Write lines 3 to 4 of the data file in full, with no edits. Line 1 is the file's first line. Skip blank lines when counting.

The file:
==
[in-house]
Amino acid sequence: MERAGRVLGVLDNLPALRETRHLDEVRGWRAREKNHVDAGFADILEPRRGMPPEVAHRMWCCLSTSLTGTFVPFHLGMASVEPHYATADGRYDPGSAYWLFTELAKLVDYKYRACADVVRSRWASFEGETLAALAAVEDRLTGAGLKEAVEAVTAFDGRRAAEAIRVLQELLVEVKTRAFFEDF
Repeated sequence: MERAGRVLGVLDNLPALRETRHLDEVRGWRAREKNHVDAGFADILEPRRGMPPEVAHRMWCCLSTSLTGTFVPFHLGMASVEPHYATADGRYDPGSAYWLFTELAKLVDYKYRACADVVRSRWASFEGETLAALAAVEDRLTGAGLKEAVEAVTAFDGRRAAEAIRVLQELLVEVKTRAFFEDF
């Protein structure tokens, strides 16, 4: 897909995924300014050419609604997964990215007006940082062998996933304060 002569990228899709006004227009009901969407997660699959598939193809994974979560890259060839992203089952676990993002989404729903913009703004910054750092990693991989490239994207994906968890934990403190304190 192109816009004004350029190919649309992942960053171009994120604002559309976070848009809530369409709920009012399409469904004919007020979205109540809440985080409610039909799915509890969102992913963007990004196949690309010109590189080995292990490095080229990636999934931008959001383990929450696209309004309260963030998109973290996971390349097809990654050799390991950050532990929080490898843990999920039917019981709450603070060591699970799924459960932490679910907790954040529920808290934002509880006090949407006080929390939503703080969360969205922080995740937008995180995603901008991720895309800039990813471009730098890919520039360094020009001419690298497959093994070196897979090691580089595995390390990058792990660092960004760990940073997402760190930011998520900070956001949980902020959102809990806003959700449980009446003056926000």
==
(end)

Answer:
Repeated sequence: MERAGRVLGVLDNLPALRETRHLDEVRGWRAREKNHVDAGFADILEPRRGMPPEVAHRMWCCLSTSLTGTFVPFHLGMASVEPHYATADGRYDPGSAYWLFTELAKLVDYKYRACADVVRSRWASFEGETLAALAAVEDRLTGAGLKEAVEAVTAFDGRRAAEAIRVLQELLVEVKTRAFFEDF
């Protein structure tokens, strides 16, 4: 897909995924300014050419609604997964990215007006940082062998996933304060 002569990228899709006004227009009901969407997660699959598939193809994974979560890259060839992203089952676990993002989404729903913009703004910054750092990693991989490239994207994906968890934990403190304190 192109816009004004350029190919649309992942960053171009994120604002559309976070848009809530369409709920009012399409469904004919007020979205109540809440985080409610039909799915509890969102992913963007990004196949690309010109590189080995292990490095080229990636999934931008959001383990929450696209309004309260963030998109973290996971390349097809990654050799390991950050532990929080490898843990999920039917019981709450603070060591699970799924459960932490679910907790954040529920808290934002509880006090949407006080929390939503703080969360969205922080995740937008995180995603901008991720895309800039990813471009730098890919520039360094020009001419690298497959093994070196897979090691580089595995390390990058792990660092960004760990940073997402760190930011998520900070956001949980902020959102809990806003959700449980009446003056926000």